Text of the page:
3 min read.Updated: 17 May 2021, 10:55 PM ISTStaff Writer( with inputs from PTI )
With the cases surging in the country, there has been a spur in the demand for plasma donors, even as experts raise concerns over the efficacy of plasma therapy for Covid-19 patients
Plasma therapy on COVID-19 patients has not been found effective in reducing the progression to severe disease or death and is dropped from the clinical management guidelines, the Indian Council of Medical Research (ICMR) stated late Monday night.
An Indian Council of Medical Research (ICMR) official said the task force "revised" the Clinical Guidance for Management of Adult COVID-19 Patients and "dropped convalescent plasma (off label)".
With the cases surging in the country, there has been a spur in the demand for plasma donors, even as experts raise concerns over the efficacy of plasma therapy for Covid-19 patients.
Earlier in a meeting of the ICMR-National Task Force for COVID-19 on Friday, all members were in favour of removing the use of convalescent plasma from the Clinical Guidance for Management of Adult COVID-19 Patients citing its ineffectiveness and inappropriate use in several cases, as per reports.
The present guidelines allows "off label" use of plasma therapy at the stage of early moderate disease, that is, within seven days of the onset of symptoms and if there is availability of a high titre donor plasma.
The decision to remove it from the guidelines comes in the backdrop of some clinicians and scientists writing to Principal Scientific Advisor K VijayRaghavan cautioning against the "irrational and non-scientific use" of convalescent plasma for COVID-19 in the country.
In the letter, which was also marked to ICMR chief Balram Bhargava and AIIMS Director Randeep Guleria, public health professionals alleged that the current guidelines on plasma therapy are not based on existing evidence and pointed out some very early evidence that indicates a possible association between emergence of variants with “lower susceptibility to neutralising antibodies in immunosuppressed" people given plasma therapy.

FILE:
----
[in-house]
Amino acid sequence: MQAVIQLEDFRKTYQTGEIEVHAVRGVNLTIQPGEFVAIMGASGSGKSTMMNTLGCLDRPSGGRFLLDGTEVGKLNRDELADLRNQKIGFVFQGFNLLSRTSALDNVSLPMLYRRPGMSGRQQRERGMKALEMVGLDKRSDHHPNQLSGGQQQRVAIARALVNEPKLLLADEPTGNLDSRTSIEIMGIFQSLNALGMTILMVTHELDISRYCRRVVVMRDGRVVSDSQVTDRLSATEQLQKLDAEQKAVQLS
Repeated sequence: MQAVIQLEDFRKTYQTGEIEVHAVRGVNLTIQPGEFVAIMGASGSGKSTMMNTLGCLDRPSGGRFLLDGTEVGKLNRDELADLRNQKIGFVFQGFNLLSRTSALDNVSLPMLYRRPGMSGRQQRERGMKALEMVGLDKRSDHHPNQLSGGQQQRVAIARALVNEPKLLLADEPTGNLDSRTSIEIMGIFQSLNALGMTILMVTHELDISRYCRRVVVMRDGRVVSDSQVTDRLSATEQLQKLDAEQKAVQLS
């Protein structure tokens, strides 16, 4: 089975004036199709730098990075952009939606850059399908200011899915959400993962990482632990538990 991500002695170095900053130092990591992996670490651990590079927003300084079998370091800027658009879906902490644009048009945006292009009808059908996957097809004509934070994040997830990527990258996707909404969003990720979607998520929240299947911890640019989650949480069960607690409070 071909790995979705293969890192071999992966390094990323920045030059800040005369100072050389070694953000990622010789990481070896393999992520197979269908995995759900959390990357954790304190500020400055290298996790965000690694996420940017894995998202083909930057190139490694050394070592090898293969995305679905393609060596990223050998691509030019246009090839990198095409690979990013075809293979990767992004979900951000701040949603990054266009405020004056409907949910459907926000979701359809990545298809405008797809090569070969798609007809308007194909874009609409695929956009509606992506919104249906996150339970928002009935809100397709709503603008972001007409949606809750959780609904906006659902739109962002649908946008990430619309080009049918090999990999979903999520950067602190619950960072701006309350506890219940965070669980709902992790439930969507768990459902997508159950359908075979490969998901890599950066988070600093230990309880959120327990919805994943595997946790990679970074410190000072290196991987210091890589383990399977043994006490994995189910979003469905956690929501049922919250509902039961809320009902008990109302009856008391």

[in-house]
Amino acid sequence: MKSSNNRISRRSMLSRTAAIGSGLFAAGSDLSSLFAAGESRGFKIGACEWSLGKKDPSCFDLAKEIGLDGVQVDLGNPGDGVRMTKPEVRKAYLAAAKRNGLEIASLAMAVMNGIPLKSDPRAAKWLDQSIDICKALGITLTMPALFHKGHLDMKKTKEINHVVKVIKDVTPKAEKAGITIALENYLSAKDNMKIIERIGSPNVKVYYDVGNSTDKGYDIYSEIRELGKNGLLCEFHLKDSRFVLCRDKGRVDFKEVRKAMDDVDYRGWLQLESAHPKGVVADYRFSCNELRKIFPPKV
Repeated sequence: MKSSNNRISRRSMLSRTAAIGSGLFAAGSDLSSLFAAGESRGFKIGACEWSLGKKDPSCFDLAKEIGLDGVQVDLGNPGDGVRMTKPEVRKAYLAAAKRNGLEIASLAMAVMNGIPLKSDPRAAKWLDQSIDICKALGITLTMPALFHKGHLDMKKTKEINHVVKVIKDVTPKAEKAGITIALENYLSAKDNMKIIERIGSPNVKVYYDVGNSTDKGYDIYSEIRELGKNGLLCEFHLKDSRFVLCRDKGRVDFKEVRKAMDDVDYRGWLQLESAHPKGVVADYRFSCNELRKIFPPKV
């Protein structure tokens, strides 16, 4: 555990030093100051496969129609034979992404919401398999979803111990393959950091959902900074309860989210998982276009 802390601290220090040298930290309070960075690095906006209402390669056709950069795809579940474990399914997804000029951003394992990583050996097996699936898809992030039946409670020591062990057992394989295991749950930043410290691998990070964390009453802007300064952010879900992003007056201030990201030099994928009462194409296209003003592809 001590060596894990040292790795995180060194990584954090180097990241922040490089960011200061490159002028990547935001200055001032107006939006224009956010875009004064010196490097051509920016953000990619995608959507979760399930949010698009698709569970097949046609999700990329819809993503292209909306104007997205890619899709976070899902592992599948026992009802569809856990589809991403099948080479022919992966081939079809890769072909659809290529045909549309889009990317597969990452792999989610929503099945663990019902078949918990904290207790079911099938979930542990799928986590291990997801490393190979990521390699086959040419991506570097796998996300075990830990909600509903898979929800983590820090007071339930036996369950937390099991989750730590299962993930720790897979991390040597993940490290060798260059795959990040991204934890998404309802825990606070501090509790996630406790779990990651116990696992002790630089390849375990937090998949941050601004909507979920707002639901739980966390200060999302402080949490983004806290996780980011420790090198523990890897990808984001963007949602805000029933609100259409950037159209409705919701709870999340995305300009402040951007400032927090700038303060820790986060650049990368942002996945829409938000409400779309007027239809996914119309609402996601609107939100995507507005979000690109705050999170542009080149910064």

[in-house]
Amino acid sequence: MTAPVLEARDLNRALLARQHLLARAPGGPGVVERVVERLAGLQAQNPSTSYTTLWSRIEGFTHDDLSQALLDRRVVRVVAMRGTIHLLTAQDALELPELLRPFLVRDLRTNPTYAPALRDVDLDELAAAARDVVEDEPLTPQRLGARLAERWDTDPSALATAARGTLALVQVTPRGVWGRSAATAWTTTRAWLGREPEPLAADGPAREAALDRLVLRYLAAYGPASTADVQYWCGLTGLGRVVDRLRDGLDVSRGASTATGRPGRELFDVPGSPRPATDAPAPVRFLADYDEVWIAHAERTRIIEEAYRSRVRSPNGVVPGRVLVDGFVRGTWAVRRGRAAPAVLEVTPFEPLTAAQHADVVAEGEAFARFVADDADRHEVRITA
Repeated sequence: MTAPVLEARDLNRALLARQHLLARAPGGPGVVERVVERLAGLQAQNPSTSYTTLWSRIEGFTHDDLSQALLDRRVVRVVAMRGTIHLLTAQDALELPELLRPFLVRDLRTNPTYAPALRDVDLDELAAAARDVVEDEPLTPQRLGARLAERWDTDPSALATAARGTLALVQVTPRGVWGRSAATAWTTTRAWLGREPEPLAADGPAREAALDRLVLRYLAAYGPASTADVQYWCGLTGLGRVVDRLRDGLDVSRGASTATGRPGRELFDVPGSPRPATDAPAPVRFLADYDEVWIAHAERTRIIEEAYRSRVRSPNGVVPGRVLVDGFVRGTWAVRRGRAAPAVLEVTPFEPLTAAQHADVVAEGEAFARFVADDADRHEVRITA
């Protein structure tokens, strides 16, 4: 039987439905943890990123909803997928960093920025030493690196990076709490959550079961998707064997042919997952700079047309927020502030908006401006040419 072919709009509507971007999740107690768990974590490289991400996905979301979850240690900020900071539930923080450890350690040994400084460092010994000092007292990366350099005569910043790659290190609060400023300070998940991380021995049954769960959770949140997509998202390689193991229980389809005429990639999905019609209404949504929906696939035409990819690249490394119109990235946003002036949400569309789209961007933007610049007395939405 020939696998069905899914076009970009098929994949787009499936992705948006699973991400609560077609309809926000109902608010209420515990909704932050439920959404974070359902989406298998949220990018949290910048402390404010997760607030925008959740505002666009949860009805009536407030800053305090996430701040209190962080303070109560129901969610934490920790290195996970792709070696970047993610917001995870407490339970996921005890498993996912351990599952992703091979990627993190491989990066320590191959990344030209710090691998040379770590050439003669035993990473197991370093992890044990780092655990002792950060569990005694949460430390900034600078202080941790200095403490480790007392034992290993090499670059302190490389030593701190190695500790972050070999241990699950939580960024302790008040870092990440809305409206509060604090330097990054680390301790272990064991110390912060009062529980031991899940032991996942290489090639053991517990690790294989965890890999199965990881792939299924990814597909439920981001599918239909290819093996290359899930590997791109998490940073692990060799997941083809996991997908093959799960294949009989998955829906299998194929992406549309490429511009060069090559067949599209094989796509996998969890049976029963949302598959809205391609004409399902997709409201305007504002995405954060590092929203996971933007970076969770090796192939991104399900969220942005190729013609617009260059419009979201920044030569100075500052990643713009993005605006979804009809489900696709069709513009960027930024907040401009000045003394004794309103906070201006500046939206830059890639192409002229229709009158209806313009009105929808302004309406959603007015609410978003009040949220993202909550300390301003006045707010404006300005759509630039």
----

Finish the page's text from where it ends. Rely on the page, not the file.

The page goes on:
This raises the possibility of more virulent strains developing due to irrational use of plasma therapy which can fuel the pandemic, according to the letter signed by vaccinologist Gagandeep Kang, surgeon Pramesh C S and others.
"We are writing to you as concerned clinicians, public health professionals and scientists from India about the irrational and non- scientific use of convalescent plasma for COVID-19 in the country."
"This has stemmed from guidelines issued by government agencies, and we request your urgent intervention to address the issue which can prevent harassment of COVID-19 patients, their families, their clinicians and COVID-19 survivors," said the letter.
"The current research evidence unanimously indicates that there is no benefit offered by convalescent plasma for treatment of COVID-19. However, it continues to be prescribed rampantly in hospitals across India," the letter said.
Families of patients run from pillar-to-post for getting plasma, which is in short supply. The desperation of patients and their families is understandable because they like to try the best for their loved ones, when a doctor has prescribed this, the public health professionals said.
In the plasma therapy, antibodies from the blood of a patient who has recovered from COVID-19 are used to treat serious patients.
They said ICMR guidelines are not based on the existing evidence.
They cited the ICMR-PLACID trial which was the world''s first randomised controlled trial on convalescent plasma in 39 public and private hospitals across India.
It found "convalescent plasma was not associated with a reduction in progression to severe COVID-19 or all-cause mortality. This trial has high generalisability and approximates convalescent plasma use in real life settings with limited laboratory capacity".
The large trial of 11,588 patients found no difference in death or proportion of patients discharged from hospital, the clinicians said.
Even for those patients who were not on ventilation initially, there was no difference "in the proportion meeting the composite endpoint of progression to invasive mechanical ventilation or death", they pointed out.
The health professionals added that the PlasmAr trial in Argentina concluded that there is no significant difference in “clinical status or overall mortality between patients treated with convalescent plasma and those who received placebo".
"Current research evidence unanimously indicates that there is no benefit offered by convalescent plasma for treatment of COVID-19. However, it continues to be prescribed rampantly in hospitals across India," they said.
With inputs from PTI
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